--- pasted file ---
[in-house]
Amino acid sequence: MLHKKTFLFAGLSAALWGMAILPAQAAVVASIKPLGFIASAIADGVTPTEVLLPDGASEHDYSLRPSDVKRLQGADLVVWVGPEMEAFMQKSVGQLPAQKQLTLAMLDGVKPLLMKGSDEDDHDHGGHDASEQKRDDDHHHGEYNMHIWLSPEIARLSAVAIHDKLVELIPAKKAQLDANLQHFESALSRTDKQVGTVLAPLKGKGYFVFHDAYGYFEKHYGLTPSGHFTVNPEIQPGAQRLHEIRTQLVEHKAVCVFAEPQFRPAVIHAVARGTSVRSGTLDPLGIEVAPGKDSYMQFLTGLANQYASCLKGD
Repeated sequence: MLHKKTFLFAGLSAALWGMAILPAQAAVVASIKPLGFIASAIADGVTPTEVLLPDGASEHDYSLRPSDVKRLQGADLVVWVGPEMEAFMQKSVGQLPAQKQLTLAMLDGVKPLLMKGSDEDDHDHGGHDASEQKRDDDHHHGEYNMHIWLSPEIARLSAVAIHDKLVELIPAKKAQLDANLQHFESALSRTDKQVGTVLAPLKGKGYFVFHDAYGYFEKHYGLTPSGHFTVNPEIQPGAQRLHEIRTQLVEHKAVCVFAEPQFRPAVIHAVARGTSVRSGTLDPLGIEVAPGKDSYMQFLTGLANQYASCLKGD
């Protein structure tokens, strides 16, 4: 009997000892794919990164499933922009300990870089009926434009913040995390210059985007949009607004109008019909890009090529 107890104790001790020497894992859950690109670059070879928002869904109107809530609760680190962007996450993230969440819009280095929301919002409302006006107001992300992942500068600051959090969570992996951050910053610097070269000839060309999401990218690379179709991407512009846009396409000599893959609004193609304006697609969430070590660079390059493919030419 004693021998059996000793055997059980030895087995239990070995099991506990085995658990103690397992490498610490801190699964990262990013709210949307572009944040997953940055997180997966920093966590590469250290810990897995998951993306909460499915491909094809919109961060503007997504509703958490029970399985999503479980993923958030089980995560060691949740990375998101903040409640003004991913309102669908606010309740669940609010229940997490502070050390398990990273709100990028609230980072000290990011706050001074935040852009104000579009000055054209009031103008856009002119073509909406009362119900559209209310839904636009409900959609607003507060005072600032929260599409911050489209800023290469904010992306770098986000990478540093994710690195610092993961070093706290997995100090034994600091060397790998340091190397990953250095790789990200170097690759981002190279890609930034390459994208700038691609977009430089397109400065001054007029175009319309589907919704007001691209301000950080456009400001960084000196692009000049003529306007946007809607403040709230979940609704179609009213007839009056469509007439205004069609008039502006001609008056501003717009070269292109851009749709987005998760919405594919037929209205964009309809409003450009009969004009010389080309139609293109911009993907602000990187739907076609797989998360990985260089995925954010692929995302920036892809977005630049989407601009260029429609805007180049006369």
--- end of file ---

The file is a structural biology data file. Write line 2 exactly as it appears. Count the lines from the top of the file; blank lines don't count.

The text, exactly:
Amino acid sequence: MLHKKTFLFAGLSAALWGMAILPAQAAVVASIKPLGFIASAIADGVTPTEVLLPDGASEHDYSLRPSDVKRLQGADLVVWVGPEMEAFMQKSVGQLPAQKQLTLAMLDGVKPLLMKGSDEDDHDHGGHDASEQKRDDDHHHGEYNMHIWLSPEIARLSAVAIHDKLVELIPAKKAQLDANLQHFESALSRTDKQVGTVLAPLKGKGYFVFHDAYGYFEKHYGLTPSGHFTVNPEIQPGAQRLHEIRTQLVEHKAVCVFAEPQFRPAVIHAVARGTSVRSGTLDPLGIEVAPGKDSYMQFLTGLANQYASCLKGD